Friday, June 27, 2003

September 11 and Australian theatre

With its much-shorter lead-time than film, the theatre should be a fertile place for “big picture” representations of September 11, right now. Added to twenty months of gestation time, Australian’s distance from and yet (one-way) familiarity to NYC – theatre central – makes us as good a laboratory as any for the task. And “the task”, as I see it, is both simple and elusive – it is the art of moving on.

From what I read, cultural NYC has not “moved on” an iota. This doesn’t particularly surprise me. Artists (in the loose sense of the word) have excellent powers of premonition (again in the loose sense), and September 11 hit them/us for six. In NYC, cultural centre of the world since the lean post-WW1 years in Europe, the natural reaction was to flee – underground. As with so many other terms misappropriated by the Generation of ’68, “underground art” needs a thorough cleaning to now be actually understood. Using the term “hedonistic” in lieu of “underground” may be an easier route to conveying what I actually mean – but hedonism also casually slips into meaning something merely comfortable and idle. Hence, I’ll give up the search for a single-word describer now, and turn to my last resort; a phrase straight out of my Melbourne Uni English department mid-eighties indoctrination in postmodernity: Today’s cultural NYC is ferociously self-reflexive.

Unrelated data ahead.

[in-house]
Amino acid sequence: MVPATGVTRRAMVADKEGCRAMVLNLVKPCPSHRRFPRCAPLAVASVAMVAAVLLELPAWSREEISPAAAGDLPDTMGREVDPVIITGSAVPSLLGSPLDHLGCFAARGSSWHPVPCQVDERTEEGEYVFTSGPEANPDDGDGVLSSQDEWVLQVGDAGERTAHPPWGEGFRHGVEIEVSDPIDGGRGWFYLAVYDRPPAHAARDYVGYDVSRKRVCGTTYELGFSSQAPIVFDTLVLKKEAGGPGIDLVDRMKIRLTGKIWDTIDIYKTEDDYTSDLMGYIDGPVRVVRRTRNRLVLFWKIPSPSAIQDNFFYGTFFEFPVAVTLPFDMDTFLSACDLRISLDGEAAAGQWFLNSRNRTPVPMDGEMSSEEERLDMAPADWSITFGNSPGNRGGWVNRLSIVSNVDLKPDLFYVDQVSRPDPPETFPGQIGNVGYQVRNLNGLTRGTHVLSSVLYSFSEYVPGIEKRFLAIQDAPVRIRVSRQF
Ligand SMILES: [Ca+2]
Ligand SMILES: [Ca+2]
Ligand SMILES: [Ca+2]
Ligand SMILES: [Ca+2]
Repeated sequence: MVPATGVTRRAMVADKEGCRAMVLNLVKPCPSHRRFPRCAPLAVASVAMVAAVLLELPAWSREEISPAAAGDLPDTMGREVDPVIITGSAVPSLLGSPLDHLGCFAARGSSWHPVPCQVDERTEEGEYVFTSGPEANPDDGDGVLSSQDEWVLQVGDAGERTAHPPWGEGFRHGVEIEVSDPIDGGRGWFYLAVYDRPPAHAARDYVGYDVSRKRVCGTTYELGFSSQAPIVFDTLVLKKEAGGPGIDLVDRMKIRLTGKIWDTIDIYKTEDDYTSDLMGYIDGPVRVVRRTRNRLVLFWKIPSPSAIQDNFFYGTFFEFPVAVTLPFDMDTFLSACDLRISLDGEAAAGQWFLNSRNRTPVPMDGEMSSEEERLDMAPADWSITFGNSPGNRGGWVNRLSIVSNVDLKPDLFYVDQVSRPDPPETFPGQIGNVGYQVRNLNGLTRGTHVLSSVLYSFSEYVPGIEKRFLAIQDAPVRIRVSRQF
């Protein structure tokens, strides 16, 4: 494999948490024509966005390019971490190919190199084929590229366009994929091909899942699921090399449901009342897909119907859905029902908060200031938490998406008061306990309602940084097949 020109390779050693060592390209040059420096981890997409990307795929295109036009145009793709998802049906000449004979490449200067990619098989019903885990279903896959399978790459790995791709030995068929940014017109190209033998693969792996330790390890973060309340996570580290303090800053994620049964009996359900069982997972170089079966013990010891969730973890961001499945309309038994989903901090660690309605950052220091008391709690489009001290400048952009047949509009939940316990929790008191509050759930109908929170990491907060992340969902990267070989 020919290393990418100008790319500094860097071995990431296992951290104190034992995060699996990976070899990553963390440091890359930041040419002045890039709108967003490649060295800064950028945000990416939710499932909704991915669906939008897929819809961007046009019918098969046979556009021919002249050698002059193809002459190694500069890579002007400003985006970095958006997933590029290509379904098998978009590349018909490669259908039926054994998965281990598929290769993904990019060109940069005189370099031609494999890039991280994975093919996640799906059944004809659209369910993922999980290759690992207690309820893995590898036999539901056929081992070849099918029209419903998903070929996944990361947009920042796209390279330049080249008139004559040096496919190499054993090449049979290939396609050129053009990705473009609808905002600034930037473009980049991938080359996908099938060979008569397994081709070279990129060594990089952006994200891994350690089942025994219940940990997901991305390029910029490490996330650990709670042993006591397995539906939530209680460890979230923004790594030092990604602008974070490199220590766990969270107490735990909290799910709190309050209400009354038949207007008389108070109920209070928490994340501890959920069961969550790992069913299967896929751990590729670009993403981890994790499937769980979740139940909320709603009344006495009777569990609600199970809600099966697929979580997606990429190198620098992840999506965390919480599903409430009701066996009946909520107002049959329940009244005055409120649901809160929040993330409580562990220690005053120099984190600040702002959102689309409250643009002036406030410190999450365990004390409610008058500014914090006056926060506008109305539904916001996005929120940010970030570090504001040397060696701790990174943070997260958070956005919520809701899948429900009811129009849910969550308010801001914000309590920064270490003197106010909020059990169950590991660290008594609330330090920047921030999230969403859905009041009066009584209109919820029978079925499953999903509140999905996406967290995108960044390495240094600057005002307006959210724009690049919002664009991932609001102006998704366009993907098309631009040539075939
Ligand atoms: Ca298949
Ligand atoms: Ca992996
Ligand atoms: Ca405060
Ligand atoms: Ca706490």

There – said it (PoMo had to come in handy one day). And, in case you’re completely lost, “ferociously self-reflexive” is generally a Bad Thing in art. All the more so because it combines Fear and Productivity, which by themselves are excellent qualities for art, but which, in combination, drown each other out.

So back to Australian theatre. With its NYC cultural godparent and template looking any which way but outside or up, should Oz dramatists take on the Fear – as in, put the Fear on stage, whether or not they also live with it in their own lives?

Two recent plays*, both about the post September 11 world seen through Australian eyes, depict authoritarian dystopias from the near-future. The Fear, then, is neatly parcelled up into, and contained within, a governmental over-reaction to Islamofascist terrorism. What troubled me most about these plays was their ambiguous, randomly-timed humour; a tone which I doubt was deliberate. By sitting evasively somewhere between bourgeois escapism and serious commentary, and choosing a stock-standard format (Allegorical Dystopia 101), neither play gave me as much as a wink of insight at my September 11. And the curse and problem** of being an artist these days is that, until we see it objectified naked and luminous in front of us, we can’t ever put it behind us.

So don’t look at me – September 11 and my bottom-drawer are the same thing for me, too: overflowing and untidy-uppable; the place my dreams go to visit when I am awake.

* “Babel Towers” and “Myth, Propaganda and Disaster in Nazi Germany and Contemporary America”

** On September 10, it was a boon and a gift

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